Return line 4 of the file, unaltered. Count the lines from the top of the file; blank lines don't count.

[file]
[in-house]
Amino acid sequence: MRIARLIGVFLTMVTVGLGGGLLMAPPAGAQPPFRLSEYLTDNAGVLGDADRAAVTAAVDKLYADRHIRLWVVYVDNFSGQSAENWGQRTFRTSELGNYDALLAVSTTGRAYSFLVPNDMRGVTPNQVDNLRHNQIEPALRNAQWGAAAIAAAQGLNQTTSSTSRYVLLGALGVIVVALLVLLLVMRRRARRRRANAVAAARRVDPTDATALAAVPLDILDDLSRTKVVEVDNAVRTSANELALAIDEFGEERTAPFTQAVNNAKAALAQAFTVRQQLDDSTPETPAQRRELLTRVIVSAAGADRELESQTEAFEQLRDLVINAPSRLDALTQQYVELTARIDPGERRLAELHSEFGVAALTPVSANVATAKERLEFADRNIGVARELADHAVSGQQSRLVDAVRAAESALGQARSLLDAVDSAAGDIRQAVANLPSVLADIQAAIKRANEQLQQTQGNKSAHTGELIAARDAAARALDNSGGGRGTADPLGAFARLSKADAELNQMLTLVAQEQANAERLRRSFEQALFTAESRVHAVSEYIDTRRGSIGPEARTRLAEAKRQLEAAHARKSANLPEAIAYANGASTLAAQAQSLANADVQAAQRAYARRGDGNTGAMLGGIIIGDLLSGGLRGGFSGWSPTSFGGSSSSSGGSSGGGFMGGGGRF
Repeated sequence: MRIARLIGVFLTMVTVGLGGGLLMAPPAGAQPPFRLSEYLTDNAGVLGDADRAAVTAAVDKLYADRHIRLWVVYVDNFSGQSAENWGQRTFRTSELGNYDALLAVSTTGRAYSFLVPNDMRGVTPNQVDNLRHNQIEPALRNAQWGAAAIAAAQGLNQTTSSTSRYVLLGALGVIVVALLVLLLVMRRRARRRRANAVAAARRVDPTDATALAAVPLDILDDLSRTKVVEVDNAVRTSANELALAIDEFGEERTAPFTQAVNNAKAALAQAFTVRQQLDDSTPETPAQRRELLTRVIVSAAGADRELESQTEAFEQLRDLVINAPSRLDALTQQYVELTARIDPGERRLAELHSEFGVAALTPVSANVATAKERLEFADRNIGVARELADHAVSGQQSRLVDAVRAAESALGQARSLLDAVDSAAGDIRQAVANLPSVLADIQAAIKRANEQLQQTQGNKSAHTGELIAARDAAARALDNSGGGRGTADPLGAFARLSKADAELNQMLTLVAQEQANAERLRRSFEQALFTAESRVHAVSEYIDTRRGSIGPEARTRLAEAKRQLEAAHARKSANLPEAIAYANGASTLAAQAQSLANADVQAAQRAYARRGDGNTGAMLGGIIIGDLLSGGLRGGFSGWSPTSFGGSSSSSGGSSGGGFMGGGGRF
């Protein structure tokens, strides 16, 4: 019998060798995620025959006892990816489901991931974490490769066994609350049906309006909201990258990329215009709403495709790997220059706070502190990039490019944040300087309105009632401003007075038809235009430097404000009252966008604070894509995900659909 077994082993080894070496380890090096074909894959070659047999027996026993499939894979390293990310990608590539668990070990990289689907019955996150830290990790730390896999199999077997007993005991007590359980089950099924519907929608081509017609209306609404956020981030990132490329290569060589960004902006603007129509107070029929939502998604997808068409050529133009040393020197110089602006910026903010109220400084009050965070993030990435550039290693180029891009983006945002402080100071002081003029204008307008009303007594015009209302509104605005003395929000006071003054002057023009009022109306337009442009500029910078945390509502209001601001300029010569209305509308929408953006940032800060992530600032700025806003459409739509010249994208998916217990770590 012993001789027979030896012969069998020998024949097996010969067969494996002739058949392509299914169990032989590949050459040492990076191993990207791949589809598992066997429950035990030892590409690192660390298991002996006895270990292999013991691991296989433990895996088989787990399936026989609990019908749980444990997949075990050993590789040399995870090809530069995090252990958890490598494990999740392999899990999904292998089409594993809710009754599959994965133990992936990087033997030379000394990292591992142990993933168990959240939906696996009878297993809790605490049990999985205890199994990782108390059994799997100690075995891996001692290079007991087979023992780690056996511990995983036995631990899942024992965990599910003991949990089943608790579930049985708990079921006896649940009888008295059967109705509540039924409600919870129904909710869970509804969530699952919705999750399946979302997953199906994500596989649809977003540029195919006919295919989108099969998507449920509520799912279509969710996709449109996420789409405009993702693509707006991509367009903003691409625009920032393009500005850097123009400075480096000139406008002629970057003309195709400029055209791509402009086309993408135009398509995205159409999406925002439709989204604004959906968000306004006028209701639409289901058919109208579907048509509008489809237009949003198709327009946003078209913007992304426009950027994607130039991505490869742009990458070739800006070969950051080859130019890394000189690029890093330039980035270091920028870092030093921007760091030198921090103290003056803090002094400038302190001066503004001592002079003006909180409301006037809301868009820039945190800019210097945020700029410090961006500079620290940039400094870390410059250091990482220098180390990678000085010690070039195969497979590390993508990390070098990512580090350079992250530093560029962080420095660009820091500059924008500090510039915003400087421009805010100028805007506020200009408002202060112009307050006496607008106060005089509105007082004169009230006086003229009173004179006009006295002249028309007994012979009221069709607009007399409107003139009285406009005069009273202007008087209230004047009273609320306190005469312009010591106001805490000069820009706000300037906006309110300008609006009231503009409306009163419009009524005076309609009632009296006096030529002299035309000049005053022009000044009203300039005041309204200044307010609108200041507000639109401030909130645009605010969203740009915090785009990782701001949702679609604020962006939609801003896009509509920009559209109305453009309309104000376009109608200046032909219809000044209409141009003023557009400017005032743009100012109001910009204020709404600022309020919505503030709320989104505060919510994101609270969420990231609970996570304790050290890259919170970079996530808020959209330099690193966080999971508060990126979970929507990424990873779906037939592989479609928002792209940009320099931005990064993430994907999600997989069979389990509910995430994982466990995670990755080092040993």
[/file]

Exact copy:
């Protein structure tokens, strides 16, 4: 019998060798995620025959006892990816489901991931974490490769066994609350049906309006909201990258990329215009709403495709790997220059706070502190990039490019944040300087309105009632401003007075038809235009430097404000009252966008604070894509995900659909 077994082993080894070496380890090096074909894959070659047999027996026993499939894979390293990310990608590539668990070990990289689907019955996150830290990790730390896999199999077997007993005991007590359980089950099924519907929608081509017609209306609404956020981030990132490329290569060589960004902006603007129509107070029929939502998604997808068409050529133009040393020197110089602006910026903010109220400084009050965070993030990435550039290693180029891009983006945002402080100071002081003029204008307008009303007594015009209302509104605005003395929000006071003054002057023009009022109306337009442009500029910078945390509502209001601001300029010569209305509308929408953006940032800060992530600032700025806003459409739509010249994208998916217990770590 012993001789027979030896012969069998020998024949097996010969067969494996002739058949392509299914169990032989590949050459040492990076191993990207791949589809598992066997429950035990030892590409690192660390298991002996006895270990292999013991691991296989433990895996088989787990399936026989609990019908749980444990997949075990050993590789040399995870090809530069995090252990958890490598494990999740392999899990999904292998089409594993809710009754599959994965133990992936990087033997030379000394990292591992142990993933168990959240939906696996009878297993809790605490049990999985205890199994990782108390059994799997100690075995891996001692290079007991087979023992780690056996511990995983036995631990899942024992965990599910003991949990089943608790579930049985708990079921006896649940009888008295059967109705509540039924409600919870129904909710869970509804969530699952919705999750399946979302997953199906994500596989649809977003540029195919006919295919989108099969998507449920509520799912279509969710996709449109996420789409405009993702693509707006991509367009903003691409625009920032393009500005850097123009400075480096000139406008002629970057003309195709400029055209791509402009086309993408135009398509995205159409999406925002439709989204604004959906968000306004006028209701639409289901058919109208579907048509509008489809237009949003198709327009946003078209913007992304426009950027994607130039991505490869742009990458070739800006070969950051080859130019890394000189690029890093330039980035270091920028870092030093921007760091030198921090103290003056803090002094400038302190001066503004001592002079003006909180409301006037809301868009820039945190800019210097945020700029410090961006500079620290940039400094870390410059250091990482220098180390990678000085010690070039195969497979590390993508990390070098990512580090350079992250530093560029962080420095660009820091500059924008500090510039915003400087421009805010100028805007506020200009408002202060112009307050006496607008106060005089509105007082004169009230006086003229009173004179006009006295002249028309007994012979009221069709607009007399409107003139009285406009005069009273202007008087209230004047009273609320306190005469312009010591106001805490000069820009706000300037906006309110300008609006009231503009409306009163419009009524005076309609009632009296006096030529002299035309000049005053022009000044009203300039005041309204200044307010609108200041507000639109401030909130645009605010969203740009915090785009990782701001949702679609604020962006939609801003896009509509920009559209109305453009309309104000376009109608200046032909219809000044209409141009003023557009400017005032743009100012109001910009204020709404600022309020919505503030709320989104505060919510994101609270969420990231609970996570304790050290890259919170970079996530808020959209330099690193966080999971508060990126979970929507990424990873779906037939592989479609928002792209940009320099931005990064993430994907999600997989069979389990509910995430994982466990995670990755080092040993």